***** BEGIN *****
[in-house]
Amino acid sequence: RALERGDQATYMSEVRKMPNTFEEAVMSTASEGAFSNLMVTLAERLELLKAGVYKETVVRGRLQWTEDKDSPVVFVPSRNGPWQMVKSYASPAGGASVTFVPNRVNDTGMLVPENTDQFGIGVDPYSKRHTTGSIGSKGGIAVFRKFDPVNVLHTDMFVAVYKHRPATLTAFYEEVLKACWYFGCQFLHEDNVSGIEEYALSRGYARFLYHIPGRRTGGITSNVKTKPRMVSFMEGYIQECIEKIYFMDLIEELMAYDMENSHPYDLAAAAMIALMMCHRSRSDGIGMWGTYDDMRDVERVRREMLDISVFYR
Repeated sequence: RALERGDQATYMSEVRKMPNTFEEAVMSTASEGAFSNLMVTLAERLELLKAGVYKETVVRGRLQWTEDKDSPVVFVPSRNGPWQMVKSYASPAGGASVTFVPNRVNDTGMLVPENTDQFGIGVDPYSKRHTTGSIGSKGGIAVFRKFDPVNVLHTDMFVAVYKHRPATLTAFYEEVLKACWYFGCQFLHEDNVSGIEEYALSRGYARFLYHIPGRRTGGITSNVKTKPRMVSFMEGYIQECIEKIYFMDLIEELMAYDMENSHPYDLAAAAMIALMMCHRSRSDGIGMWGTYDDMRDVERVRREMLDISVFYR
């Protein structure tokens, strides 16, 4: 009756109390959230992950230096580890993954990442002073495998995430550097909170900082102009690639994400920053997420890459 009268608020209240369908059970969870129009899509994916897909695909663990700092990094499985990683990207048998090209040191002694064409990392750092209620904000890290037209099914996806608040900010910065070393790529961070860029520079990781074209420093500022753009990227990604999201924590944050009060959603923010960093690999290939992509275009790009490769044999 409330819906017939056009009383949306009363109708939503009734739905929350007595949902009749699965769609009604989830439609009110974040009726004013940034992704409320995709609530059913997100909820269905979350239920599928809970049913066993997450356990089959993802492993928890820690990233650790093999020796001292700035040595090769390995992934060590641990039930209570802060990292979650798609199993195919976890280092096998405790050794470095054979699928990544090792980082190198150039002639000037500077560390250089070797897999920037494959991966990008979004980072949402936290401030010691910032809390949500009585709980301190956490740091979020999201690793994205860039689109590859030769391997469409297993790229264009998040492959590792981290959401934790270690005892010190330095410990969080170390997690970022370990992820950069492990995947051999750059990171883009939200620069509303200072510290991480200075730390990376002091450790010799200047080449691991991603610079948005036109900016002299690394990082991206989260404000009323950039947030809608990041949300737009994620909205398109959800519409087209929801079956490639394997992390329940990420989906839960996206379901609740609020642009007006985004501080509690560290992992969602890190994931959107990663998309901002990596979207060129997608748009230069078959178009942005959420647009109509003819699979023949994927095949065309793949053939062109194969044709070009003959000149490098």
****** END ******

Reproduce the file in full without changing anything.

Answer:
[in-house]
Amino acid sequence: RALERGDQATYMSEVRKMPNTFEEAVMSTASEGAFSNLMVTLAERLELLKAGVYKETVVRGRLQWTEDKDSPVVFVPSRNGPWQMVKSYASPAGGASVTFVPNRVNDTGMLVPENTDQFGIGVDPYSKRHTTGSIGSKGGIAVFRKFDPVNVLHTDMFVAVYKHRPATLTAFYEEVLKACWYFGCQFLHEDNVSGIEEYALSRGYARFLYHIPGRRTGGITSNVKTKPRMVSFMEGYIQECIEKIYFMDLIEELMAYDMENSHPYDLAAAAMIALMMCHRSRSDGIGMWGTYDDMRDVERVRREMLDISVFYR
Repeated sequence: RALERGDQATYMSEVRKMPNTFEEAVMSTASEGAFSNLMVTLAERLELLKAGVYKETVVRGRLQWTEDKDSPVVFVPSRNGPWQMVKSYASPAGGASVTFVPNRVNDTGMLVPENTDQFGIGVDPYSKRHTTGSIGSKGGIAVFRKFDPVNVLHTDMFVAVYKHRPATLTAFYEEVLKACWYFGCQFLHEDNVSGIEEYALSRGYARFLYHIPGRRTGGITSNVKTKPRMVSFMEGYIQECIEKIYFMDLIEELMAYDMENSHPYDLAAAAMIALMMCHRSRSDGIGMWGTYDDMRDVERVRREMLDISVFYR
């Protein structure tokens, strides 16, 4: 009756109390959230992950230096580890993954990442002073495998995430550097909170900082102009690639994400920053997420890459 009268608020209240369908059970969870129009899509994916897909695909663990700092990094499985990683990207048998090209040191002694064409990392750092209620904000890290037209099914996806608040900010910065070393790529961070860029520079990781074209420093500022753009990227990604999201924590944050009060959603923010960093690999290939992509275009790009490769044999 409330819906017939056009009383949306009363109708939503009734739905929350007595949902009749699965769609009604989830439609009110974040009726004013940034992704409320995709609530059913997100909820269905979350239920599928809970049913066993997450356990089959993802492993928890820690990233650790093999020796001292700035040595090769390995992934060590641990039930209570802060990292979650798609199993195919976890280092096998405790050794470095054979699928990544090792980082190198150039002639000037500077560390250089070797897999920037494959991966990008979004980072949402936290401030010691910032809390949500009585709980301190956490740091979020999201690793994205860039689109590859030769391997469409297993790229264009998040492959590792981290959401934790270690005892010190330095410990969080170390997690970022370990992820950069492990995947051999750059990171883009939200620069509303200072510290991480200075730390990376002091450790010799200047080449691991991603610079948005036109900016002299690394990082991206989260404000009323950039947030809608990041949300737009994620909205398109959800519409087209929801079956490639394997992390329940990420989906839960996206379901609740609020642009007006985004501080509690560290992992969602890190994931959107990663998309901002990596979207060129997608748009230069078959178009942005959420647009109509003819699979023949994927095949065309793949053939062109194969044709070009003959000149490098």